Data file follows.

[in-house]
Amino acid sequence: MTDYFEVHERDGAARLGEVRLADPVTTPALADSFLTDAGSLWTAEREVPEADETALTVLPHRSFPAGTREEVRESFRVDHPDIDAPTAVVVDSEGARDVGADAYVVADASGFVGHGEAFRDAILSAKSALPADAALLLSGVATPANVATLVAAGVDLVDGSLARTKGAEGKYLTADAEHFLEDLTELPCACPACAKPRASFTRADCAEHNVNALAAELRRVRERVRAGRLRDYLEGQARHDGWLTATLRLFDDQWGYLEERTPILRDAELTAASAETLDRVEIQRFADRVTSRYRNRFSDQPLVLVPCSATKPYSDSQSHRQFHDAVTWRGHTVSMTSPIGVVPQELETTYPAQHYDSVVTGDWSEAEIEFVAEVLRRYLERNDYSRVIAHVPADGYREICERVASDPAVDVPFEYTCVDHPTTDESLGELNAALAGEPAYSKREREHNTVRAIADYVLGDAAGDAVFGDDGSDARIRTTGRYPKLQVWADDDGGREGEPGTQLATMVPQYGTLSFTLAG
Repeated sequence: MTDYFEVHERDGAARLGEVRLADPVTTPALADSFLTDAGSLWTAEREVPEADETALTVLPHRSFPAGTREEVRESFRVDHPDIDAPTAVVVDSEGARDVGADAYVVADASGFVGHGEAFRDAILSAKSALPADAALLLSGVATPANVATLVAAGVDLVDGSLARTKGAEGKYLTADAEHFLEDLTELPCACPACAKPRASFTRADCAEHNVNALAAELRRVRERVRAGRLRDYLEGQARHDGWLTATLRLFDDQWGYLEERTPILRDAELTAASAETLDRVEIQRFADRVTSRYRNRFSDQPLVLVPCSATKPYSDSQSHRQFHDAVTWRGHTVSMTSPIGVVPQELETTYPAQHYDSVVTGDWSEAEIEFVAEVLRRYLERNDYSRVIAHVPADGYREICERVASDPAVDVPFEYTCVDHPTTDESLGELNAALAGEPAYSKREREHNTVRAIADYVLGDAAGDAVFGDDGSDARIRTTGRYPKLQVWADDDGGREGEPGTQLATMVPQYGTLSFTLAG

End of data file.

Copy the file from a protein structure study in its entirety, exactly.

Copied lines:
[in-house]
Amino acid sequence: MTDYFEVHERDGAARLGEVRLADPVTTPALADSFLTDAGSLWTAEREVPEADETALTVLPHRSFPAGTREEVRESFRVDHPDIDAPTAVVVDSEGARDVGADAYVVADASGFVGHGEAFRDAILSAKSALPADAALLLSGVATPANVATLVAAGVDLVDGSLARTKGAEGKYLTADAEHFLEDLTELPCACPACAKPRASFTRADCAEHNVNALAAELRRVRERVRAGRLRDYLEGQARHDGWLTATLRLFDDQWGYLEERTPILRDAELTAASAETLDRVEIQRFADRVTSRYRNRFSDQPLVLVPCSATKPYSDSQSHRQFHDAVTWRGHTVSMTSPIGVVPQELETTYPAQHYDSVVTGDWSEAEIEFVAEVLRRYLERNDYSRVIAHVPADGYREICERVASDPAVDVPFEYTCVDHPTTDESLGELNAALAGEPAYSKREREHNTVRAIADYVLGDAAGDAVFGDDGSDARIRTTGRYPKLQVWADDDGGREGEPGTQLATMVPQYGTLSFTLAG
Repeated sequence: MTDYFEVHERDGAARLGEVRLADPVTTPALADSFLTDAGSLWTAEREVPEADETALTVLPHRSFPAGTREEVRESFRVDHPDIDAPTAVVVDSEGARDVGADAYVVADASGFVGHGEAFRDAILSAKSALPADAALLLSGVATPANVATLVAAGVDLVDGSLARTKGAEGKYLTADAEHFLEDLTELPCACPACAKPRASFTRADCAEHNVNALAAELRRVRERVRAGRLRDYLEGQARHDGWLTATLRLFDDQWGYLEERTPILRDAELTAASAETLDRVEIQRFADRVTSRYRNRFSDQPLVLVPCSATKPYSDSQSHRQFHDAVTWRGHTVSMTSPIGVVPQELETTYPAQHYDSVVTGDWSEAEIEFVAEVLRRYLERNDYSRVIAHVPADGYREICERVASDPAVDVPFEYTCVDHPTTDESLGELNAALAGEPAYSKREREHNTVRAIADYVLGDAAGDAVFGDDGSDARIRTTGRYPKLQVWADDDGGREGEPGTQLATMVPQYGTLSFTLAG